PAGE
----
Bulgaria: Fears Over Presidential Race

A Purvanov victory in the presidential elections could spark a new political crisis.

Bulgaria: Fears Over Presidential Race

A Purvanov victory in the presidential elections could spark a new political crisis.

Bulgaria may be on the brink of yet more politcial chaos. On November 11, the electorate voted for the leader of the Bulgarian Socialist Party, BSP, Georgi Purvanov, and his sidekick, General Angel Marin, in the first round of the third presidential election since the fall of communism in 1989.

Were the BSP candidates to triumph in the presidential run off, the country would be faced with a curious - if not unworkable - leadership combination: co-rule between a former monarch premier, Simeon II, and a former communist.

As reported in Germany's Tageszeitung, it would essentially place Bulgaria into a "state of unmanageability", which may derail its declared course of seeking economic and political stability, and membership of both the EU and NATO.

A presidential run off is now scheduled for November 18 with the three leading contenders set to battle it out. The majority of analysts are predicting that current president Petar Stoyanov will win a second term in office. However, if the voters fail to turn out, Stoyanov may well be packing his bags.

With a record low turn out of roughly 40 per cent of the electorate in the first round, this is a distinct possibility.

Contrary to published opinion polls which favour a victory for Stoyanov, Purvanov led the field with 36 per cent of the vote after the first round of the poll.

Stoyanov secured under 35 per cent while General Bogomil Bonev, a former interior minister, won roughly 20 per cent.

Stoyanov, whose Union of Democratic Forces,UDF, respresents Bulgaria's main anti-communist force, was elected president in 1996. The UDF governed the country between 1997-2001 when the Simeon II National Movement, SNM, emerged to remove it from power.

In this presidential contest, both the SNM and the UDF supported Stoyanov who ran as an independent candidate. Political observers were quick to blame the dwindling popularity of Simeon II for Stoyanov's first round defeat.

The failure of the former monarch to fulfil at least some of the generous pledges the former king produced during his own election campaign has made many Bulgarians wary of both him and politics as such. These people stayed away from the polls, according to Stoyana Georgieva, a Sofia-based journalist.

But other analysts have different explanations. They suggest that Bulgarians who continue to support Simeon II were confused by his ambiguous backing for Stoyanov.

Originally, the former monarch held a grudge against Stoyanov, who earlier in 2001 used his blocking quota in the constitutional court to prevent the former monarch from running for president.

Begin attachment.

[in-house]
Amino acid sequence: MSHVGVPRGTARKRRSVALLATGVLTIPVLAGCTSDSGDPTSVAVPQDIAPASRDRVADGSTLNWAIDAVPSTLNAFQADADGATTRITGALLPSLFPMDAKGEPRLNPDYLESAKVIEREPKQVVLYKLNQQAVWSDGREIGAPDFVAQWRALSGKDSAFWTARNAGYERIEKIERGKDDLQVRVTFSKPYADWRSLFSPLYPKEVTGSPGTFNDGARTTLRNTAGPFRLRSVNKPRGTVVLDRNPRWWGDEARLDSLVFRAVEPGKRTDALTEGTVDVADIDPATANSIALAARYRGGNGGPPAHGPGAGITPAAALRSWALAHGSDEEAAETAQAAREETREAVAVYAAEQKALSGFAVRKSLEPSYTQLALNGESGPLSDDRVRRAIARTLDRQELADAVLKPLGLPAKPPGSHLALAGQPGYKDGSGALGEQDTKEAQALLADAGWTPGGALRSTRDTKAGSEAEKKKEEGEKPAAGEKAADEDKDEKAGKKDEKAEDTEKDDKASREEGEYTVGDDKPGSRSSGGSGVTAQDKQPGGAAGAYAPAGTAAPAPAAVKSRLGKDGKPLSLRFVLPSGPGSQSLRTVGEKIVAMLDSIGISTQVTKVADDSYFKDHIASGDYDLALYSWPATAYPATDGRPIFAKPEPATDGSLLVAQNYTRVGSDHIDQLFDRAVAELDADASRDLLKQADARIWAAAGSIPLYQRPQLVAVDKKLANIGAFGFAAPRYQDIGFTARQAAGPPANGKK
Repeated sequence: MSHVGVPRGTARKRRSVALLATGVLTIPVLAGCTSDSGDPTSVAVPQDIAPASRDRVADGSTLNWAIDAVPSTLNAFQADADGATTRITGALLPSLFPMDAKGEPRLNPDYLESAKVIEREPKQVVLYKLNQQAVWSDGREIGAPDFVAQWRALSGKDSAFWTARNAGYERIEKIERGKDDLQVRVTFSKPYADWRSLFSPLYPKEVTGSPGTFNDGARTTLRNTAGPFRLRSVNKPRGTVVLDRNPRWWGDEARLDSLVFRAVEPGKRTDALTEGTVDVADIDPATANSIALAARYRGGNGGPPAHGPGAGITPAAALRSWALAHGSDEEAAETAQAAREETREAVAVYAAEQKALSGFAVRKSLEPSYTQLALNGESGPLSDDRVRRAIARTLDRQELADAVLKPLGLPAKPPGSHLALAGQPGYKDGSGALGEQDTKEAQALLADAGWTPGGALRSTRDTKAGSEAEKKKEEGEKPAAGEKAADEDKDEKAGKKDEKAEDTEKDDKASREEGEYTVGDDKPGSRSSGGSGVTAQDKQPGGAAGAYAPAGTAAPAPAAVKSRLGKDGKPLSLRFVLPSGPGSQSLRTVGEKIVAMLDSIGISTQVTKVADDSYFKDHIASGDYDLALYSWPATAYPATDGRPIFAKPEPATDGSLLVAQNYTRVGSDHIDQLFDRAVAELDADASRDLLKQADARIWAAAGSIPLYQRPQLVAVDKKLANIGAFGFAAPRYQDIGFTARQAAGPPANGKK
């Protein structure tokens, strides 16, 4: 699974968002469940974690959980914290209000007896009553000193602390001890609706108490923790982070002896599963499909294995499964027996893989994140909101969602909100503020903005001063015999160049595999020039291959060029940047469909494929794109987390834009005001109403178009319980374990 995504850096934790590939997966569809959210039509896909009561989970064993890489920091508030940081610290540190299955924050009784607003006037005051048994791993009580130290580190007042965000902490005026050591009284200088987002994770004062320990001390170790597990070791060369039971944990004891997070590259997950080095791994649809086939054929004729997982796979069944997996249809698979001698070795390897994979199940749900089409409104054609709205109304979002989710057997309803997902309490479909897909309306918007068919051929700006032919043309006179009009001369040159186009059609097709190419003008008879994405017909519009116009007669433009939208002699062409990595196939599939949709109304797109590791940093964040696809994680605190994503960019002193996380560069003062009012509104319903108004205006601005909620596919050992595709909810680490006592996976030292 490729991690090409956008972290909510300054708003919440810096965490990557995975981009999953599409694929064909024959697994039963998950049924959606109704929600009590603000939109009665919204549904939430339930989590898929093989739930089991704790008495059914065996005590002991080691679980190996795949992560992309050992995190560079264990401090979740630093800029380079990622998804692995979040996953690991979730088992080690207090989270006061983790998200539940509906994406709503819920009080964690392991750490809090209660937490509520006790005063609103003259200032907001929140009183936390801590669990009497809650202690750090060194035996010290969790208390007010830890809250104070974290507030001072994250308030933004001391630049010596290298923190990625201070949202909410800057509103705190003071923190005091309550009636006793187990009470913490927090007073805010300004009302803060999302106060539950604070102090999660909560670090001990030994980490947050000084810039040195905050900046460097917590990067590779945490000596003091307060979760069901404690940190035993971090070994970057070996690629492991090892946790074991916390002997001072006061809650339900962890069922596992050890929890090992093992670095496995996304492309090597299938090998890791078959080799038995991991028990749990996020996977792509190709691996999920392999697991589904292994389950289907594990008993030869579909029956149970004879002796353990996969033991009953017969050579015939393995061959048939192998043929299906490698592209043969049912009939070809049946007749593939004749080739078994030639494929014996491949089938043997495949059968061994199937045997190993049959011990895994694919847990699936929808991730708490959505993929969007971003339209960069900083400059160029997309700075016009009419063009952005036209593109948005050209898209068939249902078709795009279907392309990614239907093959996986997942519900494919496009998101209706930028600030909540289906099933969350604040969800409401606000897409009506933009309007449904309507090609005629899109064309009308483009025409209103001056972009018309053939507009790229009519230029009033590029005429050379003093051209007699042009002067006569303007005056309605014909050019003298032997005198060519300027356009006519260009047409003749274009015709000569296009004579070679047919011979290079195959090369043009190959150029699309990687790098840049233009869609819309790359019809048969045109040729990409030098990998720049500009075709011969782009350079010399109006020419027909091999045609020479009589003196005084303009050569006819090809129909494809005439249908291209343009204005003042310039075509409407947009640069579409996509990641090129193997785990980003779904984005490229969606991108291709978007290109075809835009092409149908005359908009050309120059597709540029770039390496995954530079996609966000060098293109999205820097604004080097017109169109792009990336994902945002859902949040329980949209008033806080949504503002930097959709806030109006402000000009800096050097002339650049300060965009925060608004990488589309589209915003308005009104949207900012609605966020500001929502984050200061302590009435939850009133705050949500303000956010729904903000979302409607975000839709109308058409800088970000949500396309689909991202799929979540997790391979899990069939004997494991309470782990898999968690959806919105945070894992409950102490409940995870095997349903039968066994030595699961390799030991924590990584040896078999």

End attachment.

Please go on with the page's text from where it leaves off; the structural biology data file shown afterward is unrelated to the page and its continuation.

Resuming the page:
Simeon was infuriated and returned to Bulgaria from exile in Spain to found the SNM, which won the general election in June.

In October, Simeon put this episode behind him and stated his support for Stoyanov, but many of his deputies objected: they wanted an entirely new candidate put forward by the SNM alone.

The overall impression of Simeon's backing for the incumbent president was thus rendered rather half-hearted.

The Bulgarian general public is inclined to seek hidden meanings behind such developments. By voting against Stoyanov, the Bulgarians may now be putting what they consider to be the final nail in the coffin of the UDF, which although scoring massive international successes has gone to the dogs at home as a result of the widespread allegations of corruption.

Luckily, Stoyanov has managed to remain relatively unscathed from the allegations plaguing the UDF.

Unlike Stoyanov, Purvanov is at best, tepid on the issue of NATO membership. And he suffers from the fact that his BSP has yet to sever all links - ideological and political - with its forerunner, the Bulgarian Communist Party.

It has failed to gain recognition from international left-wing bodies and, as a result, lacks legitimacy. Its main supporters in the country include the growing army of impoverished pensioners and some nouveaux riches, whose wealth stems from the turbulent early transition years.

General Bogomil Bonev, another independent candidate, propounds a "strong presidency", but it remains to be seen how this will fit into the Bulgarian political set-up, where the president is, by statute, little more than a figurehead.

Bonev, however, managed to cash in on some right-wing votes on November 11, appealing to what analysts call Bulgarians' increasing disenchantment with traditional politics and growing desire for a strongman to put the country right.

Although the majority of Bulgarian analysts are still convinced Stoyanov will secure victory in the presidential run off on November 18, there may yet be a few surprises, particularly if the electorate's disillusionment with corruption and unfulfilled promises prompts them to boycott the next round of the contest.

Anthony Georgieff is an independent Sofia-based journalist

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